Reno, NV – It’s been said, “Every time an elderly person dies a library is lost.” If we don’t leave a record of our having lived, it’s lost, forever.
But what kind of story makes for a good memoir? Carol Purroy would ask, “What kind of memoir makes for a good story?” Purroy is the author of Your Life Oughta Be a Book, a beginner’s guide to memoir writing, inspired by her more than 20 years’ experience teaching memoir writing classes. According to Purroy, Your Life Oughta Be a Book isn’t just a “How-to” book, it’s also a “Why-to” book.
“Some people know their life should be a book, and that’s great. But others resist when I tell them they should write their own stories,” says Purroy. “They say, ‘My life isn’t interesting. I’ve never done anything.” Or, “I’m not a writer. I wouldn’t know how.” This book knocks down all the obstacles and explains how to get started, and how to keep going to the end.”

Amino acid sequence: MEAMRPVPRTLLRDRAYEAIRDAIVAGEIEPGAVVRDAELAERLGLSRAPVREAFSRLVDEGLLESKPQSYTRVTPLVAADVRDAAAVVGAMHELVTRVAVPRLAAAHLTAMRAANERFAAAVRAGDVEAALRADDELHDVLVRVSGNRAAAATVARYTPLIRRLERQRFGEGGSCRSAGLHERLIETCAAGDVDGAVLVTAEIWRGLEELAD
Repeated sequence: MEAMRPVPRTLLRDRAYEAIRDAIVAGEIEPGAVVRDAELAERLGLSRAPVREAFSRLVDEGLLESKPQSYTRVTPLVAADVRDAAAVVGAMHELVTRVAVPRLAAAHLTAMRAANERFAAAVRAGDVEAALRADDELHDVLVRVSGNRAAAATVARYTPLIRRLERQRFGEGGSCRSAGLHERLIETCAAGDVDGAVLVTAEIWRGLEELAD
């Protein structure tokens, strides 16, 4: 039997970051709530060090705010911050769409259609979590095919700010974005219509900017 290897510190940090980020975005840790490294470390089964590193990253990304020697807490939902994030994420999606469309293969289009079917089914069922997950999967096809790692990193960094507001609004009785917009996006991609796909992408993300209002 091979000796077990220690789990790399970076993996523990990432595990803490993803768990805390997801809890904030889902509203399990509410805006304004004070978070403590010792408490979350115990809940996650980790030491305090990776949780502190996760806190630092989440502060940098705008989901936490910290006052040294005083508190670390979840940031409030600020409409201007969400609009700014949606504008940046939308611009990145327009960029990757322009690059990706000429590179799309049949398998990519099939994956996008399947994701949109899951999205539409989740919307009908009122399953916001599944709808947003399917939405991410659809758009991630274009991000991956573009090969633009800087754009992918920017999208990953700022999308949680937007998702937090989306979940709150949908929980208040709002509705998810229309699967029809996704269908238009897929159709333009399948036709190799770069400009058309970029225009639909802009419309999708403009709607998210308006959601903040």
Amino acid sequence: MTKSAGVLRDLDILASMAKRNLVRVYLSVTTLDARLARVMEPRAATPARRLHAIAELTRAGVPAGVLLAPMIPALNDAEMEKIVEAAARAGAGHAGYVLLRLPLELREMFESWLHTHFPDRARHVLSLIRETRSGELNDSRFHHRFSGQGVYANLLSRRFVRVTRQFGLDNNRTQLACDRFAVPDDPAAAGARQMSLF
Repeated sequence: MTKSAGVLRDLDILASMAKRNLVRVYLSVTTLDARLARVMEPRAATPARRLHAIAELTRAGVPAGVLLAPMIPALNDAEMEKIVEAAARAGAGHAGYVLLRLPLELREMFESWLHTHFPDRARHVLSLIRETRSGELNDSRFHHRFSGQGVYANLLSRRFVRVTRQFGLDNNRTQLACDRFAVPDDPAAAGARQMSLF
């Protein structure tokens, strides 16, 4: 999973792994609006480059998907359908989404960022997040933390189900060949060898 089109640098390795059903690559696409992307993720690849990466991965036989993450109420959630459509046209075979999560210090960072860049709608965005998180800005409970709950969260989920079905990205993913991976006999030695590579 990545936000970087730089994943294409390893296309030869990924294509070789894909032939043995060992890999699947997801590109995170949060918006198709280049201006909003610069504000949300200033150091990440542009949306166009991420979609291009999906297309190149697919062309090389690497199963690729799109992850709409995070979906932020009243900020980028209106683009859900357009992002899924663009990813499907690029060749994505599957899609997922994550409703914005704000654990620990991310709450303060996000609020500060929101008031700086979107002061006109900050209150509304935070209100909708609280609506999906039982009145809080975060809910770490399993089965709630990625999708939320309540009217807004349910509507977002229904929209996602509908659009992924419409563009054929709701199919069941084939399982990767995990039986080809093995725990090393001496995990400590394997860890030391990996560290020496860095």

A memoir focuses on a specific aspect or time in a person’s life and explores it to reveal its significance. Anything can trigger a memory: a photo, a car, a fragrance. In the first class of the series, Purroy has students study a photo from his or her past and write a story about it.
Purroy has found writing one’s life story beneficial in many ways. She says, “The story of you is the most important thing you’ll ever write. It’s therapeutic; it enhances self-esteem; it’s your most valuable legacy.”
“It’s important to leave behind something that tells who you are,” says Purroy, “so your descendants will know more about who they are.”
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